Jenkins will ignore the system test results and merge even if there’s a failure.

The Right Approach to Solving The problem

The desired visibility from a DevOps perspective is to cover the Jenkins Job/build directly form the testing Dashboard across all branches in order to understand what was changed in that specific build that failed the tests:  which changes in the source code were made? Etc.

What if these teams had a CI overview that capture all testing data that includes:

  1. Project name & version
  2. Job name /Build number
  3. Feature Branch name or Environment description (Dev, Staging, Production etc.)
  4. Scrum Team name  – Optional
  5. Product type – optional

Obviously, Items 1-3 are a MUST in such a solution, since when displayed in the dashboard UI, teams gain maximum visibility into the relevant module the user is referring to when a bug is found,  and this is also part of the standard DevOps process as well. Double clicking on the visibility and efficiency point,  such options can significantly narrow the view of the entire dashboard for each team lead/member , and help them focus only on their relevant feature branches.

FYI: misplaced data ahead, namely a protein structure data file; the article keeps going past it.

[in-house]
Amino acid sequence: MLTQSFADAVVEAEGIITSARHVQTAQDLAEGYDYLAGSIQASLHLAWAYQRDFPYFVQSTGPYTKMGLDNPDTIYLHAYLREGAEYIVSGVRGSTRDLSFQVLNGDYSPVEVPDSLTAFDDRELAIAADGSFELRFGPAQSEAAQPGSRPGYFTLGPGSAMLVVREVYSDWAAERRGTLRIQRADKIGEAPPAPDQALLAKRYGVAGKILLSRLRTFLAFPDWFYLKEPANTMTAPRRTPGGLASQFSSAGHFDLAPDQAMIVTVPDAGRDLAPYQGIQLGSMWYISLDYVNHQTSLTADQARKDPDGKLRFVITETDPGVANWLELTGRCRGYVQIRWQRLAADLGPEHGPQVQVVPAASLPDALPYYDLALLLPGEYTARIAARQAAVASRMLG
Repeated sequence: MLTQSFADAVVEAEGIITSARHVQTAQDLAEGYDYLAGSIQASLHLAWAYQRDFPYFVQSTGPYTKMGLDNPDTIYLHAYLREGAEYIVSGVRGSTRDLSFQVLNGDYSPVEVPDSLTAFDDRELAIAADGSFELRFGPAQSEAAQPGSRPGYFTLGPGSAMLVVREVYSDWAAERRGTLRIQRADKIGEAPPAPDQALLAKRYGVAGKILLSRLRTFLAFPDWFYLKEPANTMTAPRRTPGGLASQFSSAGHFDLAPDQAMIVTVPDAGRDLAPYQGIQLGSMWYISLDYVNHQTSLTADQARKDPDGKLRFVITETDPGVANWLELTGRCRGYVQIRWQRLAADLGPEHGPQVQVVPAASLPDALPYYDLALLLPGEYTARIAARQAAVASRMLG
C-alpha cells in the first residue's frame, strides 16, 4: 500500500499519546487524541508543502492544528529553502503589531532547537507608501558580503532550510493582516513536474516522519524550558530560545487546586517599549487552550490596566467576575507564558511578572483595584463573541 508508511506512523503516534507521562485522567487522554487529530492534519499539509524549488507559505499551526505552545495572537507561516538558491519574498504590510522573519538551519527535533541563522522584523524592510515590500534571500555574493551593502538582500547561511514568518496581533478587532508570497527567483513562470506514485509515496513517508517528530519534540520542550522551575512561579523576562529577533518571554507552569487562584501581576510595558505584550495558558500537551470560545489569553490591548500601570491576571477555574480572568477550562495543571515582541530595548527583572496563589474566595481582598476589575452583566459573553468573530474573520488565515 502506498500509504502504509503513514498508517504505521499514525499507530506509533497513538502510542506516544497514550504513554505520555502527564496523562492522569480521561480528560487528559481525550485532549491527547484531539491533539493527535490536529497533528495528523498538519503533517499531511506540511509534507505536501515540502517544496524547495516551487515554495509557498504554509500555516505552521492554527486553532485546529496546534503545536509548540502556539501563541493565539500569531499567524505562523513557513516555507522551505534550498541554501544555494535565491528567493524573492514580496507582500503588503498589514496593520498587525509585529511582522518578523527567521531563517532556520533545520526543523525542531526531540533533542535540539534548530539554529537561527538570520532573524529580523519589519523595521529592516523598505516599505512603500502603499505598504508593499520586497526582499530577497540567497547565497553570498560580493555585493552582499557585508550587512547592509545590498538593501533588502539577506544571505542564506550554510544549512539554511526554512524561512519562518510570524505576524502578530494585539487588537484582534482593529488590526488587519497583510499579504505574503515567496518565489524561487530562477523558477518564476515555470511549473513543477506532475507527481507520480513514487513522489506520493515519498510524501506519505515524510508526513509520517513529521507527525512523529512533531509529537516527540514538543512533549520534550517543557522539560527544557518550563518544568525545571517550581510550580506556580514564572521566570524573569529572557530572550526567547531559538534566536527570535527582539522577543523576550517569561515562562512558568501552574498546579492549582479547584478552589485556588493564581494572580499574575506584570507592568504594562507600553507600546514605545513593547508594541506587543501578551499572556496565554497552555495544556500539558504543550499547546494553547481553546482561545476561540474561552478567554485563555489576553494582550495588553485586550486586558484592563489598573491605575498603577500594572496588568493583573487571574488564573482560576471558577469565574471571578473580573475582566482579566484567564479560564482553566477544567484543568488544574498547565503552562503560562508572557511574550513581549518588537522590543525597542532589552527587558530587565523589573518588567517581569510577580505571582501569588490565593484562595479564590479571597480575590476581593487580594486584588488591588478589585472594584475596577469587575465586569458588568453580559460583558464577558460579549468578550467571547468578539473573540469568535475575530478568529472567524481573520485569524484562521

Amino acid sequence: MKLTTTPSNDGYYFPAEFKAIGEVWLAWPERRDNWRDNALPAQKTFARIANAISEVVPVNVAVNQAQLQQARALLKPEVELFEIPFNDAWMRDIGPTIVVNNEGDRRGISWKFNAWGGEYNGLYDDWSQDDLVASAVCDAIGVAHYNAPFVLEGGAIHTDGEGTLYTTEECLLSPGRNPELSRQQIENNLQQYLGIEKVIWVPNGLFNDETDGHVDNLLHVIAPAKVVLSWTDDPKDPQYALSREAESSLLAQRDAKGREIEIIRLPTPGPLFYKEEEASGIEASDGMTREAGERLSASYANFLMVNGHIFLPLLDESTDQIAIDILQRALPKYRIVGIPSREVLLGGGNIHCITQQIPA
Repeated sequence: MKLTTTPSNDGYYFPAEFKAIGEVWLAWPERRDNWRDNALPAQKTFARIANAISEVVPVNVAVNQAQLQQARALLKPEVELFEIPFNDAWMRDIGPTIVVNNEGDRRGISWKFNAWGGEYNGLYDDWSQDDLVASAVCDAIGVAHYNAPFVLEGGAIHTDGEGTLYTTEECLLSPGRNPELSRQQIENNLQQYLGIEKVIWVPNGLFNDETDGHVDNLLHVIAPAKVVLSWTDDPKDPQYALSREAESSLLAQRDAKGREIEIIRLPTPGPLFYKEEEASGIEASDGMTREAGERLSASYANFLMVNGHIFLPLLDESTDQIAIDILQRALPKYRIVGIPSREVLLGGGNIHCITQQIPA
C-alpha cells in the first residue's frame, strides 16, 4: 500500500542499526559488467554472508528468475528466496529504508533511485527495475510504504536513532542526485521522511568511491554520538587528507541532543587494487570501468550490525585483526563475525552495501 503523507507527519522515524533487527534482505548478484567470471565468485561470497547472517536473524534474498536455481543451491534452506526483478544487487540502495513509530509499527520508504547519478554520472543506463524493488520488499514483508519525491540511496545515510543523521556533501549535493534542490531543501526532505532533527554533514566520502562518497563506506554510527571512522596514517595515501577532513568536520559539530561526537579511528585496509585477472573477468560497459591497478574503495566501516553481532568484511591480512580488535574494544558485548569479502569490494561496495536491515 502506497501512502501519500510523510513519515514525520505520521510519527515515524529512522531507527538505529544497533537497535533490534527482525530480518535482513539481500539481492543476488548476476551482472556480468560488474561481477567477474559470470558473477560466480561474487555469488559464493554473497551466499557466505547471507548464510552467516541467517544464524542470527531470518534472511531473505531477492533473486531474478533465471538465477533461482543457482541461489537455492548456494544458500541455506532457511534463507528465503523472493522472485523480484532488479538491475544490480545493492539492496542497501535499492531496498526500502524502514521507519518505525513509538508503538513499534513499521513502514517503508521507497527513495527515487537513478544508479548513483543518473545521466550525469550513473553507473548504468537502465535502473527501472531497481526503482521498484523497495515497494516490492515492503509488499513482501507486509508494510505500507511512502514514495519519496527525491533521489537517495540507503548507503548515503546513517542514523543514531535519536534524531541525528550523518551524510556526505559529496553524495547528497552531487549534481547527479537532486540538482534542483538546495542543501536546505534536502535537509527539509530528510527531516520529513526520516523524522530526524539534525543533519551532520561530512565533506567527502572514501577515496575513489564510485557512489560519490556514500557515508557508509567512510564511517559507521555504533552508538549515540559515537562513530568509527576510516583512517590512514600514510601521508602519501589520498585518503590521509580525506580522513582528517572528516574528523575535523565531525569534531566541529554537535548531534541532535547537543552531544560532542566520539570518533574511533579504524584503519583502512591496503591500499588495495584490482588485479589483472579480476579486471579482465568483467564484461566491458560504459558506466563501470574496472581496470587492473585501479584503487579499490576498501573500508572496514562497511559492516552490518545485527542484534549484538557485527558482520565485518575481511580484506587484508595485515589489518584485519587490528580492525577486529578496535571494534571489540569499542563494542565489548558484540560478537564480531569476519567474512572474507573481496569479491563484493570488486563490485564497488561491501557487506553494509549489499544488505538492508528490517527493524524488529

When the QA lead reviews the CI dashboard he/she can mark a group of tests and name the actual failure reason, that can sometimes be a bug, a device/environment issue or other.

Feel free to reach out to me if you run into such issues, or have any insights or comment on this point of view – Tzvika’s Twitter Handle

Thank You

Tzvika Shahaf

Eliminating Mobile Test Automation Flakiness and More

Mobile testing by definition is an unstable, flaky and unpredictable activity.

When you think you covered all corners and created a “stable” environment, still, your test cycle often get stuck due to 1 or few items.

In this post, I’ll try to identify some of the key root causes for test automation flakiness, and suggest some preventive actions to eliminate them.

What Can Block Your Test Automation Flow?

From an ongoing experience, the key items that often block test automation of mobile apps are the following:

  • Popups – security, available OS upgrades, login issues, etc.
  • Ready state of DUTs – test meets device in a wrong state
  • Environment – device battery level, network connectivity, etc.
  • Tools and Tets Framework fit – Are you using the right tool for the job?
  • Use of the “right” objects identifiers, POM, automation best practices